1. Gramma Grasshopper is recovering nicely from her lumpectomy yesterday. (Happy Cinco de Mayo!) That's the good news. The bad news is that the first lymph node showed cancer, so they took "a cluster". We're waiting to hear if the margins were clear.
2. Read for pizza! Yah. The legends are true ;D Pizza Hut's Book It program will reward your kids for reading. And now homeschoolers can win too! The program is for Kindergarten through 6th grade, and runs for six months - October through March, but you have to register by the end of June. You, the parent/teacher/supreme-commander, get to set the standards, whether it's minutes per day, books per month, or whatever you want. They provide certificates for a personal pan pizza, per month, per student. How cool is that? Information and enrollment HERE.
3. A better mousetrap. My hilarious bloggy buddy Jena recently mentioned a little problem in her basement. She'd like to borrow a cat named Nimrod, (a la Genesis 10:9) but that might prove difficult, so I'm offering this alternate solution. A better mousetrap. I learned to make these at a ski area where I worked back in the day, and I can vouch for their success. So, for your general edification, have at it.
You will need:
- an empty bucket - about five-gallon size
- a wire - an old coat hanger is perfect
- an empty pop or beer can
- a piece of wood or a yardstick
First, make two holes, directly across from each other, near the top of the bucket. If it had a handle, you can probably use the handle holes.
Second, punch a little hole in the bottom of the can.
Third, straighten out the wire and thread it through the can. The can should be able to rotate easily on the wire, sort of like the TP does on the holder in your bathroom. (It doesn't have to spin that easily, but it shouldn't stick.) Come to think of it, the cardboard core from your TP would work fine too. Because this is a high tech and very class-eeee mousetrap.
Fourth, put the two ends of the wire through the holes in the bucket, so the can is suspended over the bucket.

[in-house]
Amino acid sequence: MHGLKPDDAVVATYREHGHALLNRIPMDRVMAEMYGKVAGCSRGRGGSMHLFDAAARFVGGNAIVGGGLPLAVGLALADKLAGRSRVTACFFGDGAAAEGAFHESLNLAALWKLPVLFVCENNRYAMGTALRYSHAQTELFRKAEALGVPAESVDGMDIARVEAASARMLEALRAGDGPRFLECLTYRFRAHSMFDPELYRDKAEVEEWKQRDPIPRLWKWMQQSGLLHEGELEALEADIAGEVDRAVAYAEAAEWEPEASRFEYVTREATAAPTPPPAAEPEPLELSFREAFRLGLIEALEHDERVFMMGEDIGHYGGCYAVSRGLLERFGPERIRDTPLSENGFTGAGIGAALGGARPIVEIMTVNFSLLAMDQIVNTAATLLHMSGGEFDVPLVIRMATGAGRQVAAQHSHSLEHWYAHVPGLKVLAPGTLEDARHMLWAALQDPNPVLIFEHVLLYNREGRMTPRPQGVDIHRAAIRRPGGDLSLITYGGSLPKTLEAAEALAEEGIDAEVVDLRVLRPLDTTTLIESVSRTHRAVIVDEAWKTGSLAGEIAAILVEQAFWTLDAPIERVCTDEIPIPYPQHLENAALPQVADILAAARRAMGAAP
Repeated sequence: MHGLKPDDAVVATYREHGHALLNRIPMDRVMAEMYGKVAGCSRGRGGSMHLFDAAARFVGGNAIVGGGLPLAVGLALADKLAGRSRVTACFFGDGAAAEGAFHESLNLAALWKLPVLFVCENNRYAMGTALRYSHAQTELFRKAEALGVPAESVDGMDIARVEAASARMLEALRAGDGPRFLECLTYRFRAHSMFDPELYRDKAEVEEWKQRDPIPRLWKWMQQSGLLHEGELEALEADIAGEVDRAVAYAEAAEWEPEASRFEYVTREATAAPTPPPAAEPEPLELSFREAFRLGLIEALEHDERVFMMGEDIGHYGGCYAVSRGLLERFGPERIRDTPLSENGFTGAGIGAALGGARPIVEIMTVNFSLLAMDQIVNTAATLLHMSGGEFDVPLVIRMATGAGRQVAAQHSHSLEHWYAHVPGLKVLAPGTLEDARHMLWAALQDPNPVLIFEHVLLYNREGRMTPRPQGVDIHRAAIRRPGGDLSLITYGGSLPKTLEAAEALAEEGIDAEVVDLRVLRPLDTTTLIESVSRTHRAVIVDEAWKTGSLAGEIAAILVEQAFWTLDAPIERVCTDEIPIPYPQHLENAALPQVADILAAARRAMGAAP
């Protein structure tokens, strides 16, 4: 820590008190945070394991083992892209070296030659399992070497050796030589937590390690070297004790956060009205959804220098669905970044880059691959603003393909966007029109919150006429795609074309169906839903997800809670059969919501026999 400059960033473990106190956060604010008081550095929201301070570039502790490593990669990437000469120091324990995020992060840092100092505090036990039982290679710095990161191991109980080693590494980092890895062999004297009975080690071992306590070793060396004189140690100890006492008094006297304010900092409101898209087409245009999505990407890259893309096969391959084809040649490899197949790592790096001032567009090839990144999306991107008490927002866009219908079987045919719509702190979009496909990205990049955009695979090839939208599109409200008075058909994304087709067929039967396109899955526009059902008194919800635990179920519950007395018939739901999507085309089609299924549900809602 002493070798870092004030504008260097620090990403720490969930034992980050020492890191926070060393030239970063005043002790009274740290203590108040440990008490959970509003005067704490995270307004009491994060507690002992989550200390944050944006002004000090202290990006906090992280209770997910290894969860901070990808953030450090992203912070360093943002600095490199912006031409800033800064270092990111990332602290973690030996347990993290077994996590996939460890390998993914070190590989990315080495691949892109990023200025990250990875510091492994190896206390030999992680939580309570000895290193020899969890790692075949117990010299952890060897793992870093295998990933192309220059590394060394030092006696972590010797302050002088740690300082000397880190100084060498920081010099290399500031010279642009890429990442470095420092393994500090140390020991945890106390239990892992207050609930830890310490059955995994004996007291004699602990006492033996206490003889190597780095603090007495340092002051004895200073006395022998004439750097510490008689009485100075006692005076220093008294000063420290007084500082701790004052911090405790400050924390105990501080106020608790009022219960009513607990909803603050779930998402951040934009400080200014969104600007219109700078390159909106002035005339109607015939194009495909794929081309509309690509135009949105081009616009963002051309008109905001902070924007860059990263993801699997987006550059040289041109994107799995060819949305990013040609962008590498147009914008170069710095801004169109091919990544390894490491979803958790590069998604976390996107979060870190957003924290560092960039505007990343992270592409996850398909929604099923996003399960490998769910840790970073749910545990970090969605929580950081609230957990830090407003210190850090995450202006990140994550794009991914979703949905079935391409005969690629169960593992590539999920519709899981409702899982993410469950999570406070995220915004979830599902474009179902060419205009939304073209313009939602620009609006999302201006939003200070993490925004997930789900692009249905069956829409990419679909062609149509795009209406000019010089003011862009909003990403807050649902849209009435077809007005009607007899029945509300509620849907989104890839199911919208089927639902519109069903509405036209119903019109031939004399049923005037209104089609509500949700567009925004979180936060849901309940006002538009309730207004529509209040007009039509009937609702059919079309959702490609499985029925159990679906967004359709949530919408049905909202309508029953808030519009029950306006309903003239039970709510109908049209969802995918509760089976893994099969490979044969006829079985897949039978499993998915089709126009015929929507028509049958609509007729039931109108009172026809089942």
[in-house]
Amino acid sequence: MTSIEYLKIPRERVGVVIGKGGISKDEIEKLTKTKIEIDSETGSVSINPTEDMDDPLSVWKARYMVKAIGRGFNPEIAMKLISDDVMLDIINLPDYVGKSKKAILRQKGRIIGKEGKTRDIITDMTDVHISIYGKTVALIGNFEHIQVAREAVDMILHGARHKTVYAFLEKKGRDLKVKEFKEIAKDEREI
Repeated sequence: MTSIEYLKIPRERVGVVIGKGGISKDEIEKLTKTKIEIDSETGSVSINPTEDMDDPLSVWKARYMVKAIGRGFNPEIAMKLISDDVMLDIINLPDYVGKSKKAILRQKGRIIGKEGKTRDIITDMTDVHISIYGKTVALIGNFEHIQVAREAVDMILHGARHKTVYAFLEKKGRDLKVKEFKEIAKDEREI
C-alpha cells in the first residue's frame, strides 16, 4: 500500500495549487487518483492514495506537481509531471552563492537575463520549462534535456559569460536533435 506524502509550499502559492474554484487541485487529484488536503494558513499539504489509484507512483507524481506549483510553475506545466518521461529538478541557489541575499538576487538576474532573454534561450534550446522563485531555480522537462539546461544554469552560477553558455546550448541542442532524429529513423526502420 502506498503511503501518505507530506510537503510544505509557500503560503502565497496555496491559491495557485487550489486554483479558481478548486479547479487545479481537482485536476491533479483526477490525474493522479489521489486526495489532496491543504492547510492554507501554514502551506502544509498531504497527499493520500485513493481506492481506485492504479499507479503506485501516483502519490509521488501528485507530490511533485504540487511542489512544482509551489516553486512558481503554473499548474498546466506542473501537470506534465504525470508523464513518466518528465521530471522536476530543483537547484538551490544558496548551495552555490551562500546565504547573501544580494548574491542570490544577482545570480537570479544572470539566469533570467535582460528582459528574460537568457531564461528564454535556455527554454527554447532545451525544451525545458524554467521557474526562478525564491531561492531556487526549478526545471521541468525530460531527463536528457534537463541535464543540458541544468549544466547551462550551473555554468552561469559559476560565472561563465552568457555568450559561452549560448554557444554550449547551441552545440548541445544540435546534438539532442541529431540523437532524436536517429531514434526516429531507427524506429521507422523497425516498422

Fifth, put about three inches of water in the bottom of the bucket so little rodents that fall in will drown, instead of climbing or jumping out. Besides, we don't want them squeaking and warning all their little friends.
Sixth, smear something tempting onto the can. Peanut butter and jam works great. Much better than cheese. Keep it near the middle of the can where it's harder to get.
Last, lean something like a yardstick or a board against the side of the bucket for the mice to climb.
Confusing? Here's a picture.
Clearly I was not an art major. And ignore the bit about Coconut. That was for friends trying to retrieve a lost pet. Alive.
Make sense? Good. Then you're set. Leave it out over night. Works great.
The idea is, the mouse smells something wonderful and is smart enough to get up the side of the bucket, where he sees the object of his desire. NOT being smart enough to master physics, he does not realize that the can is not particularly stable. He inches out the wire or jumps for the can, which spins, and drops him into the bucket.
And guess what? You don't have to reset it!
Well, you'll want to empty out the dead mice, and replace the gooey can from time to time. But there ya go. As the boys say, There is no charge for awesomeness.